[0131] The cabin 27 of the aircraft is surrounded by a framework 26 on all sides for better structural strength and is sheathed with a thin elastic metal (not shown); turbines are integrated in all framework elements, so that there is a gap between the turbines and the cabin to ensure the passage of air masses, and so that one side of the turbines communicates with (is exposed to) the outer space, whereas the other side is inside the aircraft hull. The turbines are installed vertically or at an angle, so that the outer surface match the hull tilt in the installation location; the turbines number and size are various; the turbines 1, 2, 3, 4, and 5 are located evenly along the entire radius, and for better stability, starting from the end to the vertical axis center of the aircraft 6, depending on the aircraft size; turbines can be installed in multiple rows in a circle (FIG. 1), from top to bottom, whereas the AC upper part can be symmetrical to the lower part, with symmetrically installed turbines, through which air passes to relieve the upper atmospheric pressure of the aircraft during its ascent and to create a high atmospheric pressure under the aircraft (in FIG. 9, the movement of air masses is shown with thin arrows).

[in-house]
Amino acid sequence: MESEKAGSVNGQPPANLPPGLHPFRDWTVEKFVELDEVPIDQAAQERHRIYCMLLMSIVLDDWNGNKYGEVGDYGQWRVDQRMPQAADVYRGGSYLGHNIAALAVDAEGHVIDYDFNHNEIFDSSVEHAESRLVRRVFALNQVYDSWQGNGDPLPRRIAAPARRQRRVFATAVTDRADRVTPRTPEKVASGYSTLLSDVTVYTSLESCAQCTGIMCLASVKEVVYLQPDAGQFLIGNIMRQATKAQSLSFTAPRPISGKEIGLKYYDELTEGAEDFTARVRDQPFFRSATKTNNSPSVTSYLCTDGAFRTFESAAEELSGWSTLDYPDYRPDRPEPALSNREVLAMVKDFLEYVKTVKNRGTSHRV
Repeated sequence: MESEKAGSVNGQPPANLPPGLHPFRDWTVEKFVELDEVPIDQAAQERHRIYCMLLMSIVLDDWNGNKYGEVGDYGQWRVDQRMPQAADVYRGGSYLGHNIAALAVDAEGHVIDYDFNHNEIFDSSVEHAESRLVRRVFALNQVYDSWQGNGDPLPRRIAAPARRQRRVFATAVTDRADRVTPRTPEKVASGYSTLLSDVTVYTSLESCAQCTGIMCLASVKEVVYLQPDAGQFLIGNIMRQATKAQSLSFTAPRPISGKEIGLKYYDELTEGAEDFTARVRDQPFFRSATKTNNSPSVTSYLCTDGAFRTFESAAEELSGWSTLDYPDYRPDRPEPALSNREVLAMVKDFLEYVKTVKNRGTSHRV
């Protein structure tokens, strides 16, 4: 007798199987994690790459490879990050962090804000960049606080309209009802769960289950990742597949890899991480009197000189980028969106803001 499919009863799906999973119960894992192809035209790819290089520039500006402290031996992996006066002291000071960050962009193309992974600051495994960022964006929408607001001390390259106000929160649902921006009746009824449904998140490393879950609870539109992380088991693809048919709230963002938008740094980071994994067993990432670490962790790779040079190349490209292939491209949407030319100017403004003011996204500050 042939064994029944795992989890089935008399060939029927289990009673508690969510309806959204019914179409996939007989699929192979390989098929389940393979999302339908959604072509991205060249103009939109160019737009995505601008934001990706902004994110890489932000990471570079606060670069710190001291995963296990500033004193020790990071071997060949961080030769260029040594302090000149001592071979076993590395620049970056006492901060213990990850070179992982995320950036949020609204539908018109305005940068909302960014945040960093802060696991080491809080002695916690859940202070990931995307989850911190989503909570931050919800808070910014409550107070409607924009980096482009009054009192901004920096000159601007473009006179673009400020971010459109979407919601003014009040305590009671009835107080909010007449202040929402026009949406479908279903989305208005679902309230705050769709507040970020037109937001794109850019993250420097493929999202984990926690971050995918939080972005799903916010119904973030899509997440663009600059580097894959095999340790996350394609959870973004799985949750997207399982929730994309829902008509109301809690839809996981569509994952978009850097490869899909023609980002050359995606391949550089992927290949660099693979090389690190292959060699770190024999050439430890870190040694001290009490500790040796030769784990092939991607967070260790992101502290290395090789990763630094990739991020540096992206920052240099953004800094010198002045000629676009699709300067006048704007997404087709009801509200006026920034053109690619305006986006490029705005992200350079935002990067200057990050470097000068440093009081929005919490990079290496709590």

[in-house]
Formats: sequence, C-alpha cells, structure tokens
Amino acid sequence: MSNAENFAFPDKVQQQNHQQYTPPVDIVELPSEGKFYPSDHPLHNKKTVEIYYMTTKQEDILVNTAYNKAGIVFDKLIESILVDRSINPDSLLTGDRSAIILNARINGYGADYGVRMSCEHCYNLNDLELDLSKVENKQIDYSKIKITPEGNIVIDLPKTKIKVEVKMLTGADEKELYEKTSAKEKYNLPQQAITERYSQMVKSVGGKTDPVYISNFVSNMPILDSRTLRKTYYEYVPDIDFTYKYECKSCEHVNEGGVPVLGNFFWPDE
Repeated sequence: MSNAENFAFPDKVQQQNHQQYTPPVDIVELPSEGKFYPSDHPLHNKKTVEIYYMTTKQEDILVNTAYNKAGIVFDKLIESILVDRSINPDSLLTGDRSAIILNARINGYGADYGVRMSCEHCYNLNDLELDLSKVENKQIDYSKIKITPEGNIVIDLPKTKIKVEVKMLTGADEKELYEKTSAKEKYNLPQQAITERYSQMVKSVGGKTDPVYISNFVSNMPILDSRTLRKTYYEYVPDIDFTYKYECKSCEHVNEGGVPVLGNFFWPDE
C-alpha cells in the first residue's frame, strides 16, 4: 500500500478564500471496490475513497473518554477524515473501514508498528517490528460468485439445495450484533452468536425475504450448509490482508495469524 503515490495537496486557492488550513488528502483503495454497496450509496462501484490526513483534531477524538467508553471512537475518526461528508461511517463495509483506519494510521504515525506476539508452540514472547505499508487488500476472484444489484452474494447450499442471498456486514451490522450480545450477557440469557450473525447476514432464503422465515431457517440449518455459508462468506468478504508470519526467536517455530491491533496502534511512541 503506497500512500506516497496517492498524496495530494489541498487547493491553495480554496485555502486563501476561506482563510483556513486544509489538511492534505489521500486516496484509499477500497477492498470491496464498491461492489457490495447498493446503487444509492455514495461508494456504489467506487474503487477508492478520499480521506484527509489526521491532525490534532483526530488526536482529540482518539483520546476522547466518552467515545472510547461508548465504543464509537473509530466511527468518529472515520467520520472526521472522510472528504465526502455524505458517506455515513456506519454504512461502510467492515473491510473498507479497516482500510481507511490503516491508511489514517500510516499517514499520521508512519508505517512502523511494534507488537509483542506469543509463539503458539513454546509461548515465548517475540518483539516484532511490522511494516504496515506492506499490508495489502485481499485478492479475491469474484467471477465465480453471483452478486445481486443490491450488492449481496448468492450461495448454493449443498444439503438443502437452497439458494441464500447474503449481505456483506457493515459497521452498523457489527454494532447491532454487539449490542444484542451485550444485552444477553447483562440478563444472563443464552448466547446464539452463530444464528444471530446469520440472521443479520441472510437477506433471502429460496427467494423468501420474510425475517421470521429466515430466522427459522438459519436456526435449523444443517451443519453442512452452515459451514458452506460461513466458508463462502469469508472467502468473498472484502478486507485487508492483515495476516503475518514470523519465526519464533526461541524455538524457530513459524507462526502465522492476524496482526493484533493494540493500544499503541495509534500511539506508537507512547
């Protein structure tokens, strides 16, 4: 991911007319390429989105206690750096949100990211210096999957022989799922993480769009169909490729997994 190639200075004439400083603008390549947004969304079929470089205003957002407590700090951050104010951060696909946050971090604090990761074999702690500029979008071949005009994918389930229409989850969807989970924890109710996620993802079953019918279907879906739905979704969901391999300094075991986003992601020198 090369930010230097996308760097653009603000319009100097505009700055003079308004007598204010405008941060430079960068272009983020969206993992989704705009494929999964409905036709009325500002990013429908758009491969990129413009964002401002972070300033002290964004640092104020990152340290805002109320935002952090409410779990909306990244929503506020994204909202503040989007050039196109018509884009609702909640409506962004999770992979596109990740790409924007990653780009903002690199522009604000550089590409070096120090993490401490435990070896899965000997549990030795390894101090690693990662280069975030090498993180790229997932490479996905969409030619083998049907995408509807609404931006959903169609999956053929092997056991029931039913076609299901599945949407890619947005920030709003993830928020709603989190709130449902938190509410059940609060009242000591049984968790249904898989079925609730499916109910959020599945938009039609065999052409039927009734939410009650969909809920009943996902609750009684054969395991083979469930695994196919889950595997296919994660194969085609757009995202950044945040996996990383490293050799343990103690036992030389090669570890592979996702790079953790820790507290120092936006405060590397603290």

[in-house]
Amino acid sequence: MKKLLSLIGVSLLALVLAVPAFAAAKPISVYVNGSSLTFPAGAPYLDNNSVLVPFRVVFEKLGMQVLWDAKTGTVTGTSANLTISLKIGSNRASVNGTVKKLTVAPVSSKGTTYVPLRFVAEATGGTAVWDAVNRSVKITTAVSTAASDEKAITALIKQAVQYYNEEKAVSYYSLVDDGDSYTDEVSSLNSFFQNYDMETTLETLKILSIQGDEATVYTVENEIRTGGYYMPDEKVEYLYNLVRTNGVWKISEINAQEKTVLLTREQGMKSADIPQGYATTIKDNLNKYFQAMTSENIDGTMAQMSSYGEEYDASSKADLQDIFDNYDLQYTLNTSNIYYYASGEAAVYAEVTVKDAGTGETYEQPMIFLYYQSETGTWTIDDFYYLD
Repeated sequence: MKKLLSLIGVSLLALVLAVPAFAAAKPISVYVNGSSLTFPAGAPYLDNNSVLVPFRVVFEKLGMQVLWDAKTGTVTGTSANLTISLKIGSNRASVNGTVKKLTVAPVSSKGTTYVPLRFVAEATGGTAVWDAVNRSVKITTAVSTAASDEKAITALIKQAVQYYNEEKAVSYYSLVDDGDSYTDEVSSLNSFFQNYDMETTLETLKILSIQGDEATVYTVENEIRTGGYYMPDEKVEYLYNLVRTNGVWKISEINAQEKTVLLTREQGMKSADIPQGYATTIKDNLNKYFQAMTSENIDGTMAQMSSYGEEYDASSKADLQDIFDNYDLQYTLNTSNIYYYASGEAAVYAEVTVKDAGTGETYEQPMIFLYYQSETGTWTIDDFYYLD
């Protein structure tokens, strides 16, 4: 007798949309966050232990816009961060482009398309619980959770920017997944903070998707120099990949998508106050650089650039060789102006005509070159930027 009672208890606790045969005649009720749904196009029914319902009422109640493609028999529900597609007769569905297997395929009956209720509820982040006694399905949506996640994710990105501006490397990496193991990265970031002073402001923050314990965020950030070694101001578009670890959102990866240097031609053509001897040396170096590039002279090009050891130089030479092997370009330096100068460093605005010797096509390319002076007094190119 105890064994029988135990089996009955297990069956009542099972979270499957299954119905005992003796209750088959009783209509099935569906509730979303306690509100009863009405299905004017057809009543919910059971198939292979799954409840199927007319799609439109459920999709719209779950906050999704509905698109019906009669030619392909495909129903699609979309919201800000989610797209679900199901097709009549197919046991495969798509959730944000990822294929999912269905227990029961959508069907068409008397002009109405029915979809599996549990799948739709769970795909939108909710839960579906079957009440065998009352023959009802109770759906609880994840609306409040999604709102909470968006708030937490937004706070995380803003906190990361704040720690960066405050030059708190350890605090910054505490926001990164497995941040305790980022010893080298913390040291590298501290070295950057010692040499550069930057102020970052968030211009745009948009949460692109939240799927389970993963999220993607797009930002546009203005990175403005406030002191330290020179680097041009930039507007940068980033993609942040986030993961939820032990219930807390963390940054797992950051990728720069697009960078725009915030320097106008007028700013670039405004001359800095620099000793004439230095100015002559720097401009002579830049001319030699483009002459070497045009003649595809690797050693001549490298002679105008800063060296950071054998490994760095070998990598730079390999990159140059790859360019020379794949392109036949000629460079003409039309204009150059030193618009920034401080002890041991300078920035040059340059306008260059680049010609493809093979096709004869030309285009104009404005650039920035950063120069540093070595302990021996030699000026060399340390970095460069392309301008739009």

[0132] During a horizontal motion (in FIG. 8, it is shown with large arrows), air is boosted from the fore end, and the headwind resistance is relieved, whereas from the after end, an air jet creates a high pressure (in FIG. 9, it is shown with thin arrows), whereas the aircraft lower part is saucer-shaped, and the upper part has the shape of a saucer turned upside down. The AC can have any other known shape.